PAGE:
Driven and accomplished — these are some common characteristics shared by students and graduates from the University of North Carolina at Charlotte (UNC Charlotte). With over 30,000 students, the university has a winning formula in attracting and retaining emerging talent, a credit to its range of expertly-taught degree programmes across undergraduate and graduate levels.
This is particularly apparent in its Department of Electrical and Computer Engineering (ECE). Here, students are active learners, and have multiple options for completing their degrees.For instance, Master’s students may select the thesis option to take charge of their education to pursue groundbreaking and innovative projects which broaden their future opportunities in many exciting ways.
Take Benjamin B. Rhoades. Having pursued a BS, MS, and PhD in Electrical Engineering at UNC Charlotte, Rhoades knows the department’s excellent standards well, particularly in its engaging and relevant range of programmes on offer.
“The courses that I took that interested me most were the embedded systems course that involved hands-on experimentation with a developmental software and companion board, and the introduction to robotics class that allowed us to learn advanced techniques that are applicable in today’s ever evolving automated landscape,” he shares.
When the time came for Rhoades to pursue a research project, he chose to focus on a pathway to an autonomous vehicle and smart infrastructure future. “The basic concept for my thesis work was how a modern advanced vehicle, such as a Tesla, communicate with older legacy vehicles still occupying our roadways,” he says.
Rhoades was guided by the department’s prestigious and expert faculty members, all of whom have contributed — and continue to contribute — to a wide range of focus areas within electrical and computer engineering. This helps to ensure that programmes remain up-to-date with advances in their respective fields, giving students a competitive edge in their future careers.
It’s learning from such lecturers and professors, Rhoades says, that has set him up for a “long and enduring career in the electrical engineering discipline.” “I have had a few jobs since graduating and each of those positions had required me to do my own independent research into topics I was not familiar with,” he says. “The tools and techniques taught by the ECE department allowed me to compartmentalise and digest complex information.”
Adithya Shetty, originally hailing from India, completed his MS in Electrical Engineering with the thesis option. His focus was to complete his MS and specialise in firmware and embedded systems, and as such, he structured his education around this goal. He took core courses in embedded systems, wireless networks, and computer architecture, among others.
Shetty’s thesis project revolved around a pneumatic valve error detection project which was funded by Bürkert, a valve manufacturing company based in Germany. It was working with bright minds such as Professor and Chair of the Department Dr. Asis Nasipuri on the project, however, that acted as an invaluable springboard to his career.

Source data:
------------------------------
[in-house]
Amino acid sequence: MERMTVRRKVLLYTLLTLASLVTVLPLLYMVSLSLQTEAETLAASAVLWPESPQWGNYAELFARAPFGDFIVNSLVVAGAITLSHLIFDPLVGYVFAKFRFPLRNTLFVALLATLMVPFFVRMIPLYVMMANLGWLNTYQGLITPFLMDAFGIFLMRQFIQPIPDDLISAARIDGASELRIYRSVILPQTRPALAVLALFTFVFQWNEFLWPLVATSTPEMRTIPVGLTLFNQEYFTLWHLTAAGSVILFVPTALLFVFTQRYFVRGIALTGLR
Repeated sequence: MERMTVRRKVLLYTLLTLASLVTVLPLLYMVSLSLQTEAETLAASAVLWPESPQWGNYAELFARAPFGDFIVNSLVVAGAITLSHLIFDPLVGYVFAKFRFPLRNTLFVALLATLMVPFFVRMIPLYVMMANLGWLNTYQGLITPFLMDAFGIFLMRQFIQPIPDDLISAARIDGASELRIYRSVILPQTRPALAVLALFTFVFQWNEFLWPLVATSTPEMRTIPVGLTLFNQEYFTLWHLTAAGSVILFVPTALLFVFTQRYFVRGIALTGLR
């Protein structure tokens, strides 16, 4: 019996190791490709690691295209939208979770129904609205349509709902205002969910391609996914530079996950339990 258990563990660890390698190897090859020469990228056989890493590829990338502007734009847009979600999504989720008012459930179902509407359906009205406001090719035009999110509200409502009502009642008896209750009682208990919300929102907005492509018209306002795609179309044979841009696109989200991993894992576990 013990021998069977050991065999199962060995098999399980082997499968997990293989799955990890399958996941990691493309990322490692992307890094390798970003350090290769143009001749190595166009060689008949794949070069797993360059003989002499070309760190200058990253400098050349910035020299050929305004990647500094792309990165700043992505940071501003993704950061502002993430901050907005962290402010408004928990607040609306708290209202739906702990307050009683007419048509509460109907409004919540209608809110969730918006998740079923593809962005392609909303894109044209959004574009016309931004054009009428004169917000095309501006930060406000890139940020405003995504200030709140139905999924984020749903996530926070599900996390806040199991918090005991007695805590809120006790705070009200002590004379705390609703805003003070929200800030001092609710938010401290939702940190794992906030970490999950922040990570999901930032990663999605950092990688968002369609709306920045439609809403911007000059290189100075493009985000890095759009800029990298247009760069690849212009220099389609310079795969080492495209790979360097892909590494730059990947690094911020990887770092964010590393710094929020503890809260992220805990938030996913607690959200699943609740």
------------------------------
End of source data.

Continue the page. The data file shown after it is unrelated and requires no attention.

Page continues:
“The courses I chose helped me find my first job as an embedded software engineer,” he says. “What helped me on the job was the hands-on experience I gained under Dr. Nasipuri during my project. The skills I developed during the project proved extremely helpful when I started working in the industry.”
A common outcome of such collaborations is that many students build meaningful relationships with faculty, which often opens up a multitude of opportunities after they graduate. This was the case for Adam C. Harris, who pursued an undergraduate degree in Electrical Engineering Technology, before progressing to an MS and PhD in Electrical Engineering at UNC Charlotte.
“During my last year of my PhD, Dr. Conrad had recommended me for a fellowship (teaching adjunct at my current institution),” he shares. “Having experience in both Engineering and Engineering Technology allowed me to articulate the differences of these programmes to other advisors at my institution as well as to my students.”
Harris centred his MS and PhD around the study of autonomous robots, drawing from the excellent academic support afforded to him by the UNC Charlotte faculty. Through his efforts, he was awarded “Outstanding Research Assistant” for the Department of Electrical and Computer Engineering in 2013. Today, he works as a full-time Department Chair of Computer, Electrical, and Electronics Engineering Technology at the Central Piedmont Community College, a feat he credits to his education at UNC Charlotte.
It’s undeniable that UNC Charlotte is paving the way in producing capable, career-ready graduates — but for most, the experience of engaging with the university’s broad and varied community is, perhaps, the most cherished of all. “Being part of a cohort of students from diverse backgrounds in a world class institution like UNC Charlotte offered a lot of exposure and helped me develop overall skills that gave me confidence to do well and progress in my career,” says Shetty.
Shetty, Harris, and Rhoades are merely three of many UNC Charlotte graduates who look back with fond memories — and, with all they have achieved and experienced during their university years, it’s not difficult to see why. It’s a credit to UNC Charlotte’s ability to draw in a host of intelligent, insightful students — an accomplishment that will likely not be dwindling anytime soon.
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